In traffic safety studies, the few scholars who have focused on analyzing disaggregated data obtained results that have been either difficult to explain or demonstrate because they did not provide clear visual maps or utilize statistical tests to quantify the spatial relationships. In order to increase the use of such disaggregated spatial methods for use in traffic safety studies, the current study documents the application of a new RGB (red, green, blue) model which combines the color additive theorem and the kernel density map (KDE) to define crash colocation patterns and the coincidence spaces of related variables. This study contributes to the literature in three major ways: (1) a new RGB model was established and applied in the field of traffic safety; (2) the variable dimensions were expanded from two to three; and, (3) the dimension of uncertainty was also included. When the new RGB model was utilized with data collected in College Station, Texas, the results indicated that the new colocation map is able to clearly and accurately define colocation hotspots of crashes, crimes, and alcohol retailers. As expected, these hotspots are located in areas with many bars, the largest strip malls and busiest intersections. The intensity maps have provided results consistent with the above colocation maps. However, the uncertainty map does not show a relatively higher level of certainty regarding the location of hotspots as we expected because the input of each variable was not related to the highest kernel value. Therefore, future scholars should focus on the colocation and intensity maps while using the uncertainty map as a reference for individual event risk evaluation only.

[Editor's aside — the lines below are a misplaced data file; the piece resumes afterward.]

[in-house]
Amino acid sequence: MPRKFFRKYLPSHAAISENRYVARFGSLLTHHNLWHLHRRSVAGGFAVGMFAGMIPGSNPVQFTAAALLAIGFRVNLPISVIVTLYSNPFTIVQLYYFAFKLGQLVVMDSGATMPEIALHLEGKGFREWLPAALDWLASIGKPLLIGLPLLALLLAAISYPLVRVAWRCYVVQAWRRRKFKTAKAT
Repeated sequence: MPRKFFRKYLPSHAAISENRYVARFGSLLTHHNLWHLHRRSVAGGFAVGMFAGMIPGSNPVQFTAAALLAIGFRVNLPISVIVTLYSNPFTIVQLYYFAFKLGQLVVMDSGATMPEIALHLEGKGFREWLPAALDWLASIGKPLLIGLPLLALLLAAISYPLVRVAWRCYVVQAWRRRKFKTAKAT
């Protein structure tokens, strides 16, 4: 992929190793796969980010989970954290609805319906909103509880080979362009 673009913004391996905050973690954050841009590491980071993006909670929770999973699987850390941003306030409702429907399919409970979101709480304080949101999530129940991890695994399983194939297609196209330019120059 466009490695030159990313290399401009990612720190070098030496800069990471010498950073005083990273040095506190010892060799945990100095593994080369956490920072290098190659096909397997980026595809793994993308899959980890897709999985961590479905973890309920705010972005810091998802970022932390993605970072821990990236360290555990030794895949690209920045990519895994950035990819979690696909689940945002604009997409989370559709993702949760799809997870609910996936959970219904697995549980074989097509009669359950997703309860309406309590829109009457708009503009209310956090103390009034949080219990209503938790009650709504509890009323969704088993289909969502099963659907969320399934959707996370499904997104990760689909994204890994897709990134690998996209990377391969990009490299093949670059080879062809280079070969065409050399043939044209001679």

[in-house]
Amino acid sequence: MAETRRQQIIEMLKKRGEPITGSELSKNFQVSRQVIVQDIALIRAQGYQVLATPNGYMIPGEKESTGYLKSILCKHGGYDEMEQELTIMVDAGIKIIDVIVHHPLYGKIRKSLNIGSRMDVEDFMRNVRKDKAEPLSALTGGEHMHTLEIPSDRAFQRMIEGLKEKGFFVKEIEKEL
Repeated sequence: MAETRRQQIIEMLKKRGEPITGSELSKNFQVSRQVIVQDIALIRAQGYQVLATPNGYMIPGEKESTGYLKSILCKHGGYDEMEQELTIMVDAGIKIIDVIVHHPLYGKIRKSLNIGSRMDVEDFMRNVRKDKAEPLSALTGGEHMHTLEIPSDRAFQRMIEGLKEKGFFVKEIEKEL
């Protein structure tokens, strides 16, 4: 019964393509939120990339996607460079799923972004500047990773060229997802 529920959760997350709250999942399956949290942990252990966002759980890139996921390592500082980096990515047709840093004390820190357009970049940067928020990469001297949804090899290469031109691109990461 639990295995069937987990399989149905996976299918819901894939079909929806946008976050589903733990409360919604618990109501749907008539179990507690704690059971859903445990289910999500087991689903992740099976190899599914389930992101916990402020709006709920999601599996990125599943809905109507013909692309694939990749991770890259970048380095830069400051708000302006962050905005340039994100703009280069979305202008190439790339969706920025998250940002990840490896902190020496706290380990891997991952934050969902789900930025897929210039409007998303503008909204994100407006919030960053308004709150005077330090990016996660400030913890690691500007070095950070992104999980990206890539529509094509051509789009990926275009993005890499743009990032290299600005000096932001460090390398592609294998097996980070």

All Science Journal Classification (ASJC) codes